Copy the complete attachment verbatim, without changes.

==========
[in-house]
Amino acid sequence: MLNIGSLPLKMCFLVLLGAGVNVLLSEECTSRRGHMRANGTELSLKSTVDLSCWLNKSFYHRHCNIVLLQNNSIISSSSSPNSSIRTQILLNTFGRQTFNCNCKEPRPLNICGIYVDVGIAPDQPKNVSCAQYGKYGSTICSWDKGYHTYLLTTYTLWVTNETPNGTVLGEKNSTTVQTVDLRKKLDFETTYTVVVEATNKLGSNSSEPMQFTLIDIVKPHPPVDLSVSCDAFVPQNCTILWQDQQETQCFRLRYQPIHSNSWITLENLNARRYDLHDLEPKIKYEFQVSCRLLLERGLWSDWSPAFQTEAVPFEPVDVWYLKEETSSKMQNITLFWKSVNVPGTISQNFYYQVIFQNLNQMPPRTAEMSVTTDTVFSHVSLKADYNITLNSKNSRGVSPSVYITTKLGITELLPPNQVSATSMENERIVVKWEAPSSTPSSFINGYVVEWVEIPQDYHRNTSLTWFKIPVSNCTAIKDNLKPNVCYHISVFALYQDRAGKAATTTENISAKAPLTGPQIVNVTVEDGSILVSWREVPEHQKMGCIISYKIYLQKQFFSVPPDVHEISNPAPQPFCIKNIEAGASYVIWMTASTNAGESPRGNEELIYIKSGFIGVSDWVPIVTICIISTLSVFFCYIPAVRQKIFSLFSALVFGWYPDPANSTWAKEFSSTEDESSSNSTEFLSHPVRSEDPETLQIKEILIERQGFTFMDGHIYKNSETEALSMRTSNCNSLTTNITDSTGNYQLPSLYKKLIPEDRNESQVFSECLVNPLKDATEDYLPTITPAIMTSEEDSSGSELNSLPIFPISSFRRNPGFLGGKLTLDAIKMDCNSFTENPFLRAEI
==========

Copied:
[in-house]
Amino acid sequence: MLNIGSLPLKMCFLVLLGAGVNVLLSEECTSRRGHMRANGTELSLKSTVDLSCWLNKSFYHRHCNIVLLQNNSIISSSSSPNSSIRTQILLNTFGRQTFNCNCKEPRPLNICGIYVDVGIAPDQPKNVSCAQYGKYGSTICSWDKGYHTYLLTTYTLWVTNETPNGTVLGEKNSTTVQTVDLRKKLDFETTYTVVVEATNKLGSNSSEPMQFTLIDIVKPHPPVDLSVSCDAFVPQNCTILWQDQQETQCFRLRYQPIHSNSWITLENLNARRYDLHDLEPKIKYEFQVSCRLLLERGLWSDWSPAFQTEAVPFEPVDVWYLKEETSSKMQNITLFWKSVNVPGTISQNFYYQVIFQNLNQMPPRTAEMSVTTDTVFSHVSLKADYNITLNSKNSRGVSPSVYITTKLGITELLPPNQVSATSMENERIVVKWEAPSSTPSSFINGYVVEWVEIPQDYHRNTSLTWFKIPVSNCTAIKDNLKPNVCYHISVFALYQDRAGKAATTTENISAKAPLTGPQIVNVTVEDGSILVSWREVPEHQKMGCIISYKIYLQKQFFSVPPDVHEISNPAPQPFCIKNIEAGASYVIWMTASTNAGESPRGNEELIYIKSGFIGVSDWVPIVTICIISTLSVFFCYIPAVRQKIFSLFSALVFGWYPDPANSTWAKEFSSTEDESSSNSTEFLSHPVRSEDPETLQIKEILIERQGFTFMDGHIYKNSETEALSMRTSNCNSLTTNITDSTGNYQLPSLYKKLIPEDRNESQVFSECLVNPLKDATEDYLPTITPAIMTSEEDSSGSELNSLPIFPISSFRRNPGFLGGKLTLDAIKMDCNSFTENPFLRAEI